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Mario Giacomelli, Photographer - His Marche Origins

Luigi Silvestri

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Mario Giacomelli, one of the foremost photographers of the 20th century, was born in 1925, in Senigallia in the Marche region where he lived his whole life.

Shy, reserved, frank, a good friend, one who loved his homeland, he linked his photography to poetry, always looking for the profound roots of every existence. “I don’t anything about technique. I see something happening in front of my eyes and inside me, I take my camera and I shoot”.

Scanno is a small mountain village in Abruzzo where the young Giacomelli shot a well-known series of photographs. “The contrast between cows, chicken and people, between white pathways and black figures is beautiful”.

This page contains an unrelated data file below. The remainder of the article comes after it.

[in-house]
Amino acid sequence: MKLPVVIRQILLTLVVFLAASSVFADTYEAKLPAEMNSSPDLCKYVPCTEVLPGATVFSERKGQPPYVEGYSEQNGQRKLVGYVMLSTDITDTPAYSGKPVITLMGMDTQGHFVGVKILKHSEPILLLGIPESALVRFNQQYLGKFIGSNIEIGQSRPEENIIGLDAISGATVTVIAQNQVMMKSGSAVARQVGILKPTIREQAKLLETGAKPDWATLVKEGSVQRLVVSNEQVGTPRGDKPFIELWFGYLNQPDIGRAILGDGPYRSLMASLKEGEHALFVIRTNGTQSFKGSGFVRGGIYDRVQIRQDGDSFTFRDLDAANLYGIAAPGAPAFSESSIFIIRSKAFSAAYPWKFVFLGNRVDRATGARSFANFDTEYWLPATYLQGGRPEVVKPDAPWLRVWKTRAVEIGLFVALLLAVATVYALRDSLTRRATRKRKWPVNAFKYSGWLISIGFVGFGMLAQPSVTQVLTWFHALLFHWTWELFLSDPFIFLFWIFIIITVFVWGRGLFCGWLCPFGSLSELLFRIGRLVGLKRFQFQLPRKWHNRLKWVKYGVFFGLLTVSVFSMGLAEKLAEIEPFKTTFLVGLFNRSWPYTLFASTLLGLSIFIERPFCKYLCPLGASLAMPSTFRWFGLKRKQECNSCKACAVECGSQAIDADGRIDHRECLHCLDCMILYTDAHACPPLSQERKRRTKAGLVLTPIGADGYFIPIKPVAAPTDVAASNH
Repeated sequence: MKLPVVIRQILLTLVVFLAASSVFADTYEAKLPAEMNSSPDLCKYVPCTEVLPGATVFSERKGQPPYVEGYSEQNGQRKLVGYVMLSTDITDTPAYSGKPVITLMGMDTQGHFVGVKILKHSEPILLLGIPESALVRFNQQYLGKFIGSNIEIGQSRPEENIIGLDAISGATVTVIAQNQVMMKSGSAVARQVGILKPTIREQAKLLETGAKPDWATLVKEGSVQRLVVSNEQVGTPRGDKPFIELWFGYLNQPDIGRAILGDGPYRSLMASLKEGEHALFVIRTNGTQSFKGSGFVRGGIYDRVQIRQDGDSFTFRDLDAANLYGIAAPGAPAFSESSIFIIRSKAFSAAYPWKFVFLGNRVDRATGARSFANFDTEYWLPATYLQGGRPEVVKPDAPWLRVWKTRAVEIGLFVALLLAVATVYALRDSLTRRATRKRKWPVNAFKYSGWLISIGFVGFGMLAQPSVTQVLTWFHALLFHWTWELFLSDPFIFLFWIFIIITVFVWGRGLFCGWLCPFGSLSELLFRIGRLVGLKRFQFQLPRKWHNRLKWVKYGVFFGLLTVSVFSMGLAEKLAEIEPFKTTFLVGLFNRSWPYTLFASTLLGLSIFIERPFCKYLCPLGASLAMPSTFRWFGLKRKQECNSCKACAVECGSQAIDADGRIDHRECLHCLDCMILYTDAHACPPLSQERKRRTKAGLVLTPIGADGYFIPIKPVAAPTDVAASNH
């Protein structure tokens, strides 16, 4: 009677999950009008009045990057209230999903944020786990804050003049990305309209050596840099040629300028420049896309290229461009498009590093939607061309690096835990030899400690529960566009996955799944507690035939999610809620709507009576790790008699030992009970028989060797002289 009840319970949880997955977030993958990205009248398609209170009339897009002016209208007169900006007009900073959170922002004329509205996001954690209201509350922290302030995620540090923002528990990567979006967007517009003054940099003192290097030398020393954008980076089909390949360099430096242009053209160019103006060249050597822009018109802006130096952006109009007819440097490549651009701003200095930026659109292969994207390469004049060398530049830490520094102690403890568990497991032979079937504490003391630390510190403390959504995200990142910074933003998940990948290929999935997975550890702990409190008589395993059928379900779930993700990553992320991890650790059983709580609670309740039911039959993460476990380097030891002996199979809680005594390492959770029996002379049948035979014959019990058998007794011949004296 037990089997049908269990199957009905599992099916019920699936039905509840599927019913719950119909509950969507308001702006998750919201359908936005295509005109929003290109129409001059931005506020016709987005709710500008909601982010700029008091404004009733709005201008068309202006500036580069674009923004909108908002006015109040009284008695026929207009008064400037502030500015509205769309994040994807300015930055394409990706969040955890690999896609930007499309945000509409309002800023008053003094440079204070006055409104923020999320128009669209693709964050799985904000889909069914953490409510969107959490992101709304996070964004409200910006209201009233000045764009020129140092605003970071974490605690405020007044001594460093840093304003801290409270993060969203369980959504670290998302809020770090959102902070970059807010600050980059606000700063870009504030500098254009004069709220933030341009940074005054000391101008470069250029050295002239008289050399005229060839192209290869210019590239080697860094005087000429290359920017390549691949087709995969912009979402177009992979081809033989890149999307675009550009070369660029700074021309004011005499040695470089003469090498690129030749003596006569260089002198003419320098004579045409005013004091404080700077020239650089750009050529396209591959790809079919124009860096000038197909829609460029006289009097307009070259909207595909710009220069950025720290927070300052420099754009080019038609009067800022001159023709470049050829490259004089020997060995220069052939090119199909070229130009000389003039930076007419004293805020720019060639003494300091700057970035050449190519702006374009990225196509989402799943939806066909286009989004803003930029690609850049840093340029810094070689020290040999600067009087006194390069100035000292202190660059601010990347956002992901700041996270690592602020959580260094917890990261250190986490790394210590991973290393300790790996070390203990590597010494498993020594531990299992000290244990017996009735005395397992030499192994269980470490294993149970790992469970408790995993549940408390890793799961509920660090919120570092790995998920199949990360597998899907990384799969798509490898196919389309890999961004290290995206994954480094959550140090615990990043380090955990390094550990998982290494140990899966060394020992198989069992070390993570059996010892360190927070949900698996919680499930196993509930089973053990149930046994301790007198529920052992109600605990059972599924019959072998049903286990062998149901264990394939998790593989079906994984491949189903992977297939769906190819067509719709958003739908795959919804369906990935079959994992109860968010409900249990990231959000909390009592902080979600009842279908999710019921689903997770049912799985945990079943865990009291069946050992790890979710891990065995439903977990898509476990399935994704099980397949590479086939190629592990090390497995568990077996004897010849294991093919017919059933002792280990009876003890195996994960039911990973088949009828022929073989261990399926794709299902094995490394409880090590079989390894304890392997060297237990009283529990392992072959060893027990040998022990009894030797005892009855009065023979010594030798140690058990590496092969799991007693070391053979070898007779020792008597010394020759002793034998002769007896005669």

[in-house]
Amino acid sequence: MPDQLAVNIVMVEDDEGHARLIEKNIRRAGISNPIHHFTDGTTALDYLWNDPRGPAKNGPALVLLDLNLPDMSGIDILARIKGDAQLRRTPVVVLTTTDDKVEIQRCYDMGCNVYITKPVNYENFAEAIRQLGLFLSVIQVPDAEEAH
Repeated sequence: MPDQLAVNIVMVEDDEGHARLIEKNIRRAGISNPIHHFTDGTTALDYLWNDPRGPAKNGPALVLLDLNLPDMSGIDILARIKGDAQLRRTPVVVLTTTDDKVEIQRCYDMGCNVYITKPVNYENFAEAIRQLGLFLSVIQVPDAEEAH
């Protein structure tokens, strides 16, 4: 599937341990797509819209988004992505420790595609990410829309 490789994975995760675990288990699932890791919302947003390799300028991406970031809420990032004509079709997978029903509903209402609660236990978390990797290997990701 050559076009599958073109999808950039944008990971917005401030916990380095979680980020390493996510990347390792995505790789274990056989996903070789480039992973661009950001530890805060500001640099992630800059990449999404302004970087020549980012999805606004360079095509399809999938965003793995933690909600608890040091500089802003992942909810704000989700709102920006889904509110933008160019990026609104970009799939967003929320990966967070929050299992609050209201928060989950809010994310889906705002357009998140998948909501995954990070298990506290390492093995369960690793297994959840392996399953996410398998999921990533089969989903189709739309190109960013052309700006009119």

Overall, what emerges is a world that is simple, intact, magical. In this famous shot, the women intentionally appear slightly out of focus, whereas the child is clearly defined in their midst. In 1962 he began his “Pretini” (“little priests”) series – I have no hands to caress my face – which are among the best known of his works.

Besides the playful interlude of the priests, the artist tried to also capture the existential suffering of those who had chosen a way of life made of rigor and personal solitude.

Giacomelli lived his life in a coastal city, but he was the son of farmers… and the land, with its deep furrows, remained in him and flowed in his veins, evident in the sharp geometry and fascinating metamorphosis of his work. “These photos came about when I understood that the earth is a great Mother. The earth is like the flesh of Man”.

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